“When someone experiences cardiac arrest, time is critical,” said Fargo Fire Chief Steve Dirksen. “A victim may die within minutes unless they receive early CPR and have access to a defibrillator.”

Moorhead Assistant Fire Chief Jeff Wallin said the two cities are the first fire departments in North Dakota and Minnesota to implement PulsePoint.

“I would like to think we are at the front of a wave that is just sweeping across the country right now,” Wallin said.

Read the full article by Robin Huebner at INFORUM.

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December 23, 2013 | by

New medical app has potential to save lives

Fargo (ND) Press ConferenceFargo, ND (WDAY TV) – The difference between life and death could come down to a new Smartphone app.

Monday, Fargo and Moorhead fire departments announced the launch of Pulse Point.

It is an app that provides notifications for CPR and other emergencies in the immediate area of the person using the app.

F-M fire departments hope the app can save lives.

Jeff Wallin- Asst. Chief, Moorhead Fire Dept.: “It’s our hope that everybody in the community will download the application. Think about a friend, family worker, or coworker. If they suffer a problem right around the block; that instead of having somebody three to five minutes away, if you had somebody that was just one minute away around the corner… That could keep somebody alive until additional help can arrive can make a huge impact for everybody in the Fargo-Moorhead area.”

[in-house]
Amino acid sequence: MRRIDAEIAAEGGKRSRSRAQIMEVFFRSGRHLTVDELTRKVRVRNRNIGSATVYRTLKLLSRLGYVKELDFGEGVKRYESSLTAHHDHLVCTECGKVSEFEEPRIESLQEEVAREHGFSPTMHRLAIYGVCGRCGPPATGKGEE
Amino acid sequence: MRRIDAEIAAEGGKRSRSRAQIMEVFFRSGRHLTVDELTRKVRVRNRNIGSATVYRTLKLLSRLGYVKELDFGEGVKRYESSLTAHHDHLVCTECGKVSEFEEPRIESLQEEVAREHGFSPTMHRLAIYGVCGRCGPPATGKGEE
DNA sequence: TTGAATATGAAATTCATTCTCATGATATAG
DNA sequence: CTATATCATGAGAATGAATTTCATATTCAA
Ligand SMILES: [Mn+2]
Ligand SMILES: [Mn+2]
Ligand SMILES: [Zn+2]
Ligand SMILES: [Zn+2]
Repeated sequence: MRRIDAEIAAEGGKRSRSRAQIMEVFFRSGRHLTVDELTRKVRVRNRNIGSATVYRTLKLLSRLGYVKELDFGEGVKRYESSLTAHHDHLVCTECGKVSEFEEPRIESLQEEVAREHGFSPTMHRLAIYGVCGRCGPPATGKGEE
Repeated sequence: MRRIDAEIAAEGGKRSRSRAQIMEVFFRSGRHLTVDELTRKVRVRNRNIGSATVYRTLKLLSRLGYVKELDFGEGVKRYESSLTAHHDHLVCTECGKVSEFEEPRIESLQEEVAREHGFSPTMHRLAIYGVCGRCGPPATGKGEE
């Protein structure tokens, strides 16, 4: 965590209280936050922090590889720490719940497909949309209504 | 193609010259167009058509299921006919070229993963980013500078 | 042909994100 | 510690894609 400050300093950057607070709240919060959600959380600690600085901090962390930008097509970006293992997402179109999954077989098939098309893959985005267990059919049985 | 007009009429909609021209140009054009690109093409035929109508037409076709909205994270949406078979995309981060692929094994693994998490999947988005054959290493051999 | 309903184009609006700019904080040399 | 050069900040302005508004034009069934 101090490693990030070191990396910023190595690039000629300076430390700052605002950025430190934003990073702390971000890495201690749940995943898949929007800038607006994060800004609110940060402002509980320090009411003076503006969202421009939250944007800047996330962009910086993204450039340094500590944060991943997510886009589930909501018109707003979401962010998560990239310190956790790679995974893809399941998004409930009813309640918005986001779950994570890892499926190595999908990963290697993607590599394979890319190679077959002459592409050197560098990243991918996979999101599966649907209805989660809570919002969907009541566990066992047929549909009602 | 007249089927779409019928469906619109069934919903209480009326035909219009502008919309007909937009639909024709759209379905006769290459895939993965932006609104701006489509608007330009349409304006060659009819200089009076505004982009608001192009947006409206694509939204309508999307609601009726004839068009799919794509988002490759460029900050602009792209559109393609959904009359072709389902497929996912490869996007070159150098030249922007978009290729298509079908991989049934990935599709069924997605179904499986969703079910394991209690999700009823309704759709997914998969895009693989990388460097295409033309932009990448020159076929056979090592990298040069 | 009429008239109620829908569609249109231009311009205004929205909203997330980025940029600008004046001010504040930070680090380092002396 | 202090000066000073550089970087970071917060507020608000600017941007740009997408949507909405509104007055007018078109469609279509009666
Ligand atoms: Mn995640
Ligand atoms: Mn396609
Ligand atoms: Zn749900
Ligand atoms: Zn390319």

The app is up and running, so feel free to download it on your smart phone.

Watch the news clip from WDAY 6 (ABC) Fargo, ND.

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December 23, 2013 | by

Fargo-Moorhead Fire Departments Unveil Emergency App

Fargo FD AppA new smart phone application will enable people in the community to help out in emergency situations around the Fargo-Moorhead area. The fire departments in Fargo and Moorhead unveiled the app in a joint news conference Monday.

The app is called PulsePoint. Once you download the app, you then select your location and mark certain emergencies you’d like to be notified about. Users who are trained in cardiopulmonary resuscitation (CPR) are notified if someone nearby is having a cardiac emergency and may require CPR. If you decide to allow push notifications, you can also choose to be alerted during fire alarms, motor vehicle crashes, or medical emergencies, just to name a few.

As long as the GPS on your smart phone is turned on, and you are within a quarter-mile of the emergency, you will receive a notification. When you get an alert, you also have the option to see how many automated external defibrillators (AED) are in the area and where they are located.

The fire departments say the quicker victims are able to get help in an emergency, the better. They say the app will give users CPR instructions and other directions similar to those that dispatchers at Red River Regional Dispatch would give over the phone if you were to call 911. The app follows guidelines recommended by the American Heart Association regarding hands-only CPR.

Although not everyone may feel comfortable helping in an emergency situation, emergency responders say any type of assistance before they arrive could make a huge difference in an emergency situation.

“With only one quarter of all cardiac arrests victims receiving CPR, PulsePoint increases the odds that CPR and defibrillation will be provided even before emergency crews arrive on scene. Improving the chances of survival after a cardiac arrest,” explains Fargo Fire Chief Steve Dirksen.

Read the full story at NBCNews.com